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Downtown Cedar City, Utah | by Ken Lund
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Downtown Cedar City, Utah

Cedar City is a city in Iron County, Utah, United States, 250 miles (400 km) south of Salt Lake City, and 180 miles (290 km) north of Las Vegas on Interstate 15. It is the home of Southern Utah University, the Utah Shakespeare Festival, the Utah Summer Games, the Neil Simon Theatre Festival, and other events. As of the 2010 census, the city had a total population of 28,857. In 2011, the U.S. Census Bureau estimated Cedar City's population to be 29,213.

 

The presence of prehistoric people in the Cedar City area is revealed by rock art found in Parowan Gap to the north and Fremont sites dated to A.D. 1000 and 1300. Ancestors of the present-day southern Paiute Indians met the Dominguez-Escalante Expedition in this area in 1776. Fifty years later, in 1826, mountain man and fur trader Jedediah Smith traveled through the area exploring a route from Utah to California.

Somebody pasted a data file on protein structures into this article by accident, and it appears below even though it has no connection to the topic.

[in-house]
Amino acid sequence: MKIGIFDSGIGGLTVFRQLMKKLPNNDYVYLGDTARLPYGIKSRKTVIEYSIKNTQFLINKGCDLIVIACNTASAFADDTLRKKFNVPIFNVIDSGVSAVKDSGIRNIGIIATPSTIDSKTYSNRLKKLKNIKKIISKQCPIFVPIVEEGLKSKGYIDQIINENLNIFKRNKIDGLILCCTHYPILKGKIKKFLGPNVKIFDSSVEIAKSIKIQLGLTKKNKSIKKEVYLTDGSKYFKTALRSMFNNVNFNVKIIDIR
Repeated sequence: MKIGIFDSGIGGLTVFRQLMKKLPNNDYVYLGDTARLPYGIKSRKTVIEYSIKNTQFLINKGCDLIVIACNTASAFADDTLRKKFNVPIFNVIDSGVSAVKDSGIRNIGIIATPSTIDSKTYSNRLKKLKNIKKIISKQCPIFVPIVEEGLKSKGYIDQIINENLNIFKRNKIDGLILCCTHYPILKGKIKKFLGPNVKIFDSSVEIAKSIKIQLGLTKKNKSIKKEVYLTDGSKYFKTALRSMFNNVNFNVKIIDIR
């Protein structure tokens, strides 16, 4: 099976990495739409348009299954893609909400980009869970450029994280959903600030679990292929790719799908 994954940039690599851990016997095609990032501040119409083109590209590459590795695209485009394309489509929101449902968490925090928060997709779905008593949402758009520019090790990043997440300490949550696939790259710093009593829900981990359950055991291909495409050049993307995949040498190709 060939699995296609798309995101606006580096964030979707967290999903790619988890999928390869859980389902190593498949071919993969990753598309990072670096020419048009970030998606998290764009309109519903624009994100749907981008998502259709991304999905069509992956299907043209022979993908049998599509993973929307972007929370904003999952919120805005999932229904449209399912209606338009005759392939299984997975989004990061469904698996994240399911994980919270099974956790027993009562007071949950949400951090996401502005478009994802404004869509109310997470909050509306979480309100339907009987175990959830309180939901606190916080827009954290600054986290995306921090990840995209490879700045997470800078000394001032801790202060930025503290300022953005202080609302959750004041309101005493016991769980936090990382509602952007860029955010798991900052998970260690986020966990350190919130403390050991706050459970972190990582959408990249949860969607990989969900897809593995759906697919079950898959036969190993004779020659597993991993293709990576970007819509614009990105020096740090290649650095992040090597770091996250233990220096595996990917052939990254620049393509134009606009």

Cedar City was originally settled in late 1851 by Mormon pioneers originating from Parowan, Utah, who were sent to build an iron works. The site, known as "Fort Cedar" or "Cedar City," was equidistant from vast iron deposits 10 miles (16 km) west and coal resources 10 miles (16 km) up Cedar Canyon, but was named after the abundant local trees (which are actually Junipers instead of Cedar). Two companies of men led by Henry Lunt reached the fort site in a blizzard on November 11, 1851, making that date the official founding. In 1855, a new site, closer to the iron works and out of the flood plain of Coal Creek, was established at the suggestion of Brigham Young; present day Cedar City is located at this site. Cedar City was incorporated on February 18, 1868.

 

The iron works closed in 1858, though iron mining continued in the area until the 1980s. The completion of a railroad connection to Cedar City in 1923 established the area as a tourism gateway to nearby Bryce Canyon National Park, Zion National Park, and Grand Canyon National Park, in addition to Cedar Breaks National Monument. Cedar City continues to be a center of tourism, commercial development, education and the arts in southwestern Utah.

 

en.wikipedia.org/wiki/Cedar_City,_Utah

 

en.wikipedia.org/wiki/Wikipedia:Text_of_Creative_Commons_...

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Taken on March 17, 2007